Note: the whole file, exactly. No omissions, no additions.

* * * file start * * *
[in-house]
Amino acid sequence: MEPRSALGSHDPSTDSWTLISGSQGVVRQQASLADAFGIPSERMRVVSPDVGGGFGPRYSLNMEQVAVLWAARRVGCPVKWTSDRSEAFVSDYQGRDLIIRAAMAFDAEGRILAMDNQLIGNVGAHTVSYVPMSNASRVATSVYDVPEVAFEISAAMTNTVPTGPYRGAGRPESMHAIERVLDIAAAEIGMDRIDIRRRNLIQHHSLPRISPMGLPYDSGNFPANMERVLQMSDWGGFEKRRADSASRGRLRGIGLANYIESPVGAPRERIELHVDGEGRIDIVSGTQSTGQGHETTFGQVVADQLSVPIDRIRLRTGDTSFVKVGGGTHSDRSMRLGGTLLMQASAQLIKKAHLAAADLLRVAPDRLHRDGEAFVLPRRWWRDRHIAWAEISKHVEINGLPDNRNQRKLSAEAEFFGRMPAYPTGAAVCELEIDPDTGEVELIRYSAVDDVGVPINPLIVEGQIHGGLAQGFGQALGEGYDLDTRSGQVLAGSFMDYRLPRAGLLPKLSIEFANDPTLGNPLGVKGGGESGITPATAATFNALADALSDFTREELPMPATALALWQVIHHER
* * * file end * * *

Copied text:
[in-house]
Amino acid sequence: MEPRSALGSHDPSTDSWTLISGSQGVVRQQASLADAFGIPSERMRVVSPDVGGGFGPRYSLNMEQVAVLWAARRVGCPVKWTSDRSEAFVSDYQGRDLIIRAAMAFDAEGRILAMDNQLIGNVGAHTVSYVPMSNASRVATSVYDVPEVAFEISAAMTNTVPTGPYRGAGRPESMHAIERVLDIAAAEIGMDRIDIRRRNLIQHHSLPRISPMGLPYDSGNFPANMERVLQMSDWGGFEKRRADSASRGRLRGIGLANYIESPVGAPRERIELHVDGEGRIDIVSGTQSTGQGHETTFGQVVADQLSVPIDRIRLRTGDTSFVKVGGGTHSDRSMRLGGTLLMQASAQLIKKAHLAAADLLRVAPDRLHRDGEAFVLPRRWWRDRHIAWAEISKHVEINGLPDNRNQRKLSAEAEFFGRMPAYPTGAAVCELEIDPDTGEVELIRYSAVDDVGVPINPLIVEGQIHGGLAQGFGQALGEGYDLDTRSGQVLAGSFMDYRLPRAGLLPKLSIEFANDPTLGNPLGVKGGGESGITPATAATFNALADALSDFTREELPMPATALALWQVIHHER